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Fire Sprinkler Tanks

Fire sprinkler systems can provide a home and nutrients for legionella bacteria to survive because the water is predominantly static and its temperature in the distribution system is normally above 20°C.

The legionella bacteria will only grow slowly at these temperatures but since they have minimal water losses it takes years for there to be a complete turnover of water.

When sprinklers are activated they emit a huge amount of spray and aerosol, however, the average size of each particle of water is so big that most of us would have an automatic reflex cough if we inhaled some. A small proportion of the aerosol would have particle sizes too small to trigger a reflex cough response so there remains a risk.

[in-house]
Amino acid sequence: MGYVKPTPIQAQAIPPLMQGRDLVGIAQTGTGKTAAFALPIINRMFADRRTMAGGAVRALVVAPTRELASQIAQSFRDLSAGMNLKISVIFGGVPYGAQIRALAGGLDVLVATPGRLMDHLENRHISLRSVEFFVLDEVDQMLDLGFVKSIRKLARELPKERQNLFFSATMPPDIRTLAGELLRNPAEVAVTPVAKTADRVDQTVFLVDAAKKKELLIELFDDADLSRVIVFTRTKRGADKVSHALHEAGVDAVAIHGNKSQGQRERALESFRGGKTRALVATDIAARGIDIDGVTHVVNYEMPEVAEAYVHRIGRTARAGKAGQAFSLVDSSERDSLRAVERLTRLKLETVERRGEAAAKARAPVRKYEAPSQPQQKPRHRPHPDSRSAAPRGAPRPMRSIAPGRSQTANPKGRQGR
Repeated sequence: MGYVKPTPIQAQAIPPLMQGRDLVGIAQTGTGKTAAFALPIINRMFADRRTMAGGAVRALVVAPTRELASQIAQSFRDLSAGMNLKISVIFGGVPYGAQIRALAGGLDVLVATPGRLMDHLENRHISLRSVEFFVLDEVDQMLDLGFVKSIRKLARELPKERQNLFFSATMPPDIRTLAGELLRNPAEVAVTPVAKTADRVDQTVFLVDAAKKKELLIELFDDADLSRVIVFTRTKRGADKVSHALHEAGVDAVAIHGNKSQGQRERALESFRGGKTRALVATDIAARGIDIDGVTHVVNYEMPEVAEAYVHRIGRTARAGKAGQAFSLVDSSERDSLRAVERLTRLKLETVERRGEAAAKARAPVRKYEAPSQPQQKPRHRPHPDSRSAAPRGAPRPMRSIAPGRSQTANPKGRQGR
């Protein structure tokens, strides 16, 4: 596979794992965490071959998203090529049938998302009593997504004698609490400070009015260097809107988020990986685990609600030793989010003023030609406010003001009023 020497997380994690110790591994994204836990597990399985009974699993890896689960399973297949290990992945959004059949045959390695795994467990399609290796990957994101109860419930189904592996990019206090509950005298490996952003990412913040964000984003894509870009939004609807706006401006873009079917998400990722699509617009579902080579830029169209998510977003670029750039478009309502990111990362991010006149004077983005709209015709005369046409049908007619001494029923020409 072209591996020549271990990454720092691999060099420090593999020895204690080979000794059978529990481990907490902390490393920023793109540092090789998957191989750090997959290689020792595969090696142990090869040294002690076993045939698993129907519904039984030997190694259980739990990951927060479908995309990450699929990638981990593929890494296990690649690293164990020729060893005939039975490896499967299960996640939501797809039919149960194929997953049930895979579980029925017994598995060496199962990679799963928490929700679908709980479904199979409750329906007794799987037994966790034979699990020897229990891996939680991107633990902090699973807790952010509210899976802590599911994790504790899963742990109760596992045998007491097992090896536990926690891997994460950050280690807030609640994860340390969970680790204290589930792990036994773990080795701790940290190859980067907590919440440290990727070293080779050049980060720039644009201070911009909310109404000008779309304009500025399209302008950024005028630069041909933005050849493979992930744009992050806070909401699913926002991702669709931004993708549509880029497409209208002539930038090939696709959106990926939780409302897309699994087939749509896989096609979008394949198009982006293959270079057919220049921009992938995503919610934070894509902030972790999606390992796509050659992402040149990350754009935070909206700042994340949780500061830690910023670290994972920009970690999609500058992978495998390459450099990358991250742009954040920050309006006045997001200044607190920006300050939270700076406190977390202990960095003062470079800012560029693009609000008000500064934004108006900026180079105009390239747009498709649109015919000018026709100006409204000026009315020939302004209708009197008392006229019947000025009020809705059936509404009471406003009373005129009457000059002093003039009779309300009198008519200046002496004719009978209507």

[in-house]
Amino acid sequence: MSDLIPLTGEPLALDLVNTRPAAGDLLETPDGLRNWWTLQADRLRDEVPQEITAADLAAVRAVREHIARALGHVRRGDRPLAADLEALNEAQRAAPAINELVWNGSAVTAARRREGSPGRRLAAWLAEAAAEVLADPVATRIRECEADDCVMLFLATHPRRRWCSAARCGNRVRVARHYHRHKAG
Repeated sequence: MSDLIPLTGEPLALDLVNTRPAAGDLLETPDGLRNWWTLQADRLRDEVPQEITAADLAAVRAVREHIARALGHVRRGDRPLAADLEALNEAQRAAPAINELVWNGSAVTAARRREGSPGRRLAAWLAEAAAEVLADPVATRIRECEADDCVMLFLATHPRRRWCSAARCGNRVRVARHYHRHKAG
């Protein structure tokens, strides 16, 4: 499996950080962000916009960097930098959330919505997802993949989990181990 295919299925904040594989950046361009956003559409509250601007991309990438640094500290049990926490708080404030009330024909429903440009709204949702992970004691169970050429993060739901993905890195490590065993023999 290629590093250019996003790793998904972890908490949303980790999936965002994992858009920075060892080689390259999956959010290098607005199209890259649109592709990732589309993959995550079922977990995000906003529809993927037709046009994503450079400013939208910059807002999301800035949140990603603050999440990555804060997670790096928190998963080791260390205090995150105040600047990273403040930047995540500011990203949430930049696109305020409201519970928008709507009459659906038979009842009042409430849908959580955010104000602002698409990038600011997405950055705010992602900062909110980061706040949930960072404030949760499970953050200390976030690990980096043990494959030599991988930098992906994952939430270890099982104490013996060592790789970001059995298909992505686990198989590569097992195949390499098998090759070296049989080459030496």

The greatest risk is to those engineers who test the sprinklers and discharge fire hoses and to anyone else nearby.

By testing the fire tank, the type and concentration of any legionella bacteria found can help produce a risk assessment and provide a safe system of working.

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Advice on Taking the Sample

Sample the tank as far away from the make-up point as possible or arrange to take a sample when the maintenance company are performing scheduled PPM works.